At the beginning of 2013 when everyone was secretly relieved that the world didn't end in 2012 and everything seemed so shiny and fresh and full of potential, I decided that in 2013, I would run 1,000 miles.
Everything seems like a good idea in the hungover dawn of a brand new year.
I did some quick math, then took a couple aspirin, had a swig of some hair of the dog, then tried to do the math again. It turned out that I would need to average about 20 miles a week to make that happen.
Or rather, a lot of sweat. But whatever. These miles needed to be run, and I was just the gal to do it.
I know myself well enough to know that without very specific goals, I'm the least motivated lazy lop around. I had run almost 800 miles in 2012, so 1,000 seemed both a challenge and totally reasonable. It was a competition of sorts, and I do love me a good competition. Even when it's with myself.
The first few months were fine. I owned it. I ran. I was fast. I was motivated. 1,000 miles? Hell, I could do 2,000. Or 1,500 at least.
Around month four, running ennui began to set in, but I plodded along. After all, I knew that if I stopped I might never start again, and I had told myself that I could surely do this. By month six I dreaded it. By month seven I was really ready to quit and began fabricating potential excuses to try to get out of the the rest of my sentence. I mean goal. Whatever. I determined that the only way I could surely get the rest of the year off was by breaking my own leg, but I also knew that breaking my own leg might put a damper on my ability to stay out of the crazy house, and that ability is usually tenuous at best, so I plodded on.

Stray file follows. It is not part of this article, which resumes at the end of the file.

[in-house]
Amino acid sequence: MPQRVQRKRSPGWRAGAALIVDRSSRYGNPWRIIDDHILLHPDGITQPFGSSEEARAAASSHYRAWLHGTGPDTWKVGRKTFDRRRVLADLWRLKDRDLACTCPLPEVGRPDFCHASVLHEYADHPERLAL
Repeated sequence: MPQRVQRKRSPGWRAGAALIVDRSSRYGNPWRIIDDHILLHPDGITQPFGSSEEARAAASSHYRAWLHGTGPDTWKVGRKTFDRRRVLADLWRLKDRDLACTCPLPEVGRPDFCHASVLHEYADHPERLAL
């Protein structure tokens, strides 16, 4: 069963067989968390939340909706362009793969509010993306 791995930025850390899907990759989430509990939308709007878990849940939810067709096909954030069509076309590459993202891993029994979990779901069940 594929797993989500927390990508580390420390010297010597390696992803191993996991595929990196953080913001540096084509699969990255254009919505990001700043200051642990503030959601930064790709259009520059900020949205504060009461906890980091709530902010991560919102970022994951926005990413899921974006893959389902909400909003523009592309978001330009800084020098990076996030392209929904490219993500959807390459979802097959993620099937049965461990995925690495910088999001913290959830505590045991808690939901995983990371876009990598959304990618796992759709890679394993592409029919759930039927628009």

And I plodded. And I plodded. And I plodded.
Last month I got a bit of a second wind. I think finally I was seeing that the end was in sight.
As I sit here and write this, I am about 70 miles from making my goal for the year, and there is nothing - NOTHING - that will keep me from it at this point, not even a self-inflicted broken leg. I'll drag it along behind me if I have to.
I think I though that running 1,000 miles would make me different somehow. I thought that I would feel different. Look different. At the absolute minimum, I thought it would make me a better runner.
It turns out, none of those things is true.
I think it may have taught me one really important lesson though.
Don't make New Year's resolutions to your stubborn self while hung over.
I surely won't run 1,000 miles again in 2014, but I plan to remember that lesson forever.